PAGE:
We now take armed confrontations as a normal part of life in Bangladesh. Normal doesn't mean people are part of it but that they will keep on happening and there is very little that can be done to stop them, let alone prevent. When it becomes so regular, the danger doesn't lie in it as an indicator of instability only. Once people start thinking of violence as normal, it becomes a routine affair, barely noticed. And this ensures that violence continues without any sign of public disturbance. It's no longer condemned as that doesn't matter. It becomes part of life and living.

The Cumilla incident

Public reaction to the Cumilla incident which saw the senior Councillor and his aide killed has aroused considerable interest. A group of assailants, still unknown but hopefully not for long , properly masked and armed, entered the business premises of the killed and started spraying all with bullets. It's an attack worthy of any gangster drama and so having carried out their mission, they left the scene leaving the dead and the injured behind. The Councillor died immediately while his aide and Sramik League leader died in the hospital, having mentioned a possible few suspects.

The city was restive after the attack and the incident gave rise to several protest processions and a few houses were targeted by an angry crowd. A person has already been apprehended and questioning is on. It's hoped that the rest of the assailants will be taken in soon.

In fact, any attacker- individual or group - is always vulnerable when they act in Bangladesh. This is largely because finding out criminals is not a big deal for police. By now they must be aware who the criminals are. However, they are not always alert or active in arresting criminals because of political pressure or economic inducement. So if there are no such issues involved, chances are high that the killers and attackers will be reined in soon.

In this case there has been no hint of political inner party struggle of the ruling party to which the killed and wounded belong. Thus it seems like a straightforward case for the law enforcers to handle. While the possibility of encounter deaths is always there, this form of crime management is less now after the Sinha killings. It's also not been very successful in bringing crime rates down. So we may be looking forward to arrests, trials and the rest. Let's hope we are right. But is that the issue?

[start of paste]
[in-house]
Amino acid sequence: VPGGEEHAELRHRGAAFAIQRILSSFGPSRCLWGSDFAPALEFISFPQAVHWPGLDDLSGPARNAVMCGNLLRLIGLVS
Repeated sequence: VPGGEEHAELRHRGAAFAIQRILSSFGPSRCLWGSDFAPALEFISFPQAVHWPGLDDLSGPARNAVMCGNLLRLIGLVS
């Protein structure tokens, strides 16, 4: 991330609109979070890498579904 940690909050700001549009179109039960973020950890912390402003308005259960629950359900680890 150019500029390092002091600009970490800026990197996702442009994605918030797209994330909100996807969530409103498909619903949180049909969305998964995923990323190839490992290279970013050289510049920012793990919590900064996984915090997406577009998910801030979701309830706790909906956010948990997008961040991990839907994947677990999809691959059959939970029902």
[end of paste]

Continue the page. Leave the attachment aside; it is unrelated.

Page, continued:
The political economy of blood?

The main reason for the incident being cited is that the killers belong to a drugs gang which was being opposed by the killed. Others say that it was a turf war and it's only when all the facts are known that one can say what the real cause behind the killing is. One reason such reasoning resonates is the large-scale mayhem that is happening during the UP elections. One can't deny that economics is increasingly the cause of political violence in many cases because with political clout, economics is easier to gain. Thus having a political link is very useful when it comes to making economic hay.

It doesn't really matter if the money-making is legally acceptable or not because in current Bangladesh money-making has lost that criminal tag though others have risen. One of the tags that really help as stated before is politics. Being a member of the ruling party is an enormous help and so many are into this scheme. We have seen many criminals with these ID tags who made the media including Shameem, Shahed and the rest. These are big players so they didn't need much crass violence but both claimed ruling party proximity.

At the sub-national level, the conflict between criminals are much higher as their recourse to money making is mostly through the drugs sector supplemented by cross border smuggling, protection rackets and local level infrastructure work. In all these cases arms and muscle play a big role and everyone is fine with that.

The problem is that as the dividing line between crime and politics weakens, one never knows where one begins and another ends. If the criminals become more powerful, agitating against them becomes dangerous. Thus anti-crime campaigners also become victims. Since politicians are supposed to be that and are perceived as a threat, Cumilla will happen. Interestingly, if criminals and the politicians are the same, we shall see peace which is happening in places now.

It's an odd situation when the devil lives in the deep blue sea and one may not have many options left for anyone including politics to operate without conniving or conflicting with crime. With violence becoming the norm , this is also becoming the new normal.

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